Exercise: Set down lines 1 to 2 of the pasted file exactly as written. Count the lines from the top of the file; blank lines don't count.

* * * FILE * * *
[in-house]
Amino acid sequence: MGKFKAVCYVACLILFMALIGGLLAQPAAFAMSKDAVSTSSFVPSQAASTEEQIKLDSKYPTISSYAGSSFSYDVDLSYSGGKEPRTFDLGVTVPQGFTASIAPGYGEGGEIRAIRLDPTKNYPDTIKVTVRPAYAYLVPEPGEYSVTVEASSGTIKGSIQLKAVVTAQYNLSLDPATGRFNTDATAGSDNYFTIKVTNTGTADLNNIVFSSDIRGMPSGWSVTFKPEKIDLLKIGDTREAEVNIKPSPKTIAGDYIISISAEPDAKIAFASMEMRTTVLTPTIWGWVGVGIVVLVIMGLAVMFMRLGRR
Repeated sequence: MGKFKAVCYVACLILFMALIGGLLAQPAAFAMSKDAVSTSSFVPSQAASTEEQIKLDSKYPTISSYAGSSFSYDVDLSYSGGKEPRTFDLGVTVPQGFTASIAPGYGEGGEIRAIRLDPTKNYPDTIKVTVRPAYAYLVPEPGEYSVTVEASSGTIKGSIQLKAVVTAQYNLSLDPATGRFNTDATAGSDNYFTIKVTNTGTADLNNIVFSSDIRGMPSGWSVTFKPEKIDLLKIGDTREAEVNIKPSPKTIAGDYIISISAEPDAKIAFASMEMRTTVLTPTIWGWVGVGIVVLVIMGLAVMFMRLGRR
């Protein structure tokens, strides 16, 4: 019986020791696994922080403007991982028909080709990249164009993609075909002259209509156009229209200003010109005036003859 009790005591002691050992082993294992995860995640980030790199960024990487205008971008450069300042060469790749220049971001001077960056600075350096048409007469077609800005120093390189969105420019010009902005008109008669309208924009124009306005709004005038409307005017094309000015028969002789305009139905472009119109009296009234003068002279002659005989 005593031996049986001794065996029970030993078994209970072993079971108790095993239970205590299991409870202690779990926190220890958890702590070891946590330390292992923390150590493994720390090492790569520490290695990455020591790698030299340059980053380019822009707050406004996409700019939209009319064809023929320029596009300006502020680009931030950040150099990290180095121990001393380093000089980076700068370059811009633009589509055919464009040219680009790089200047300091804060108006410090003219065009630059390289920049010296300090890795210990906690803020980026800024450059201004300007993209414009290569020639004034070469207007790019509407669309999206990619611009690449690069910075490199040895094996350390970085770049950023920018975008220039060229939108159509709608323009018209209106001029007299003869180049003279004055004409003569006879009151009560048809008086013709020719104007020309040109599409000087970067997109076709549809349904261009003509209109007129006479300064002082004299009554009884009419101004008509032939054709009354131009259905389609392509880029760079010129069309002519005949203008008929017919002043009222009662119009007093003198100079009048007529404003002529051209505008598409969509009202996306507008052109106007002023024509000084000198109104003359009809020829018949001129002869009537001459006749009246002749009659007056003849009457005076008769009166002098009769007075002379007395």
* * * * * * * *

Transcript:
[in-house]
Amino acid sequence: MGKFKAVCYVACLILFMALIGGLLAQPAAFAMSKDAVSTSSFVPSQAASTEEQIKLDSKYPTISSYAGSSFSYDVDLSYSGGKEPRTFDLGVTVPQGFTASIAPGYGEGGEIRAIRLDPTKNYPDTIKVTVRPAYAYLVPEPGEYSVTVEASSGTIKGSIQLKAVVTAQYNLSLDPATGRFNTDATAGSDNYFTIKVTNTGTADLNNIVFSSDIRGMPSGWSVTFKPEKIDLLKIGDTREAEVNIKPSPKTIAGDYIISISAEPDAKIAFASMEMRTTVLTPTIWGWVGVGIVVLVIMGLAVMFMRLGRR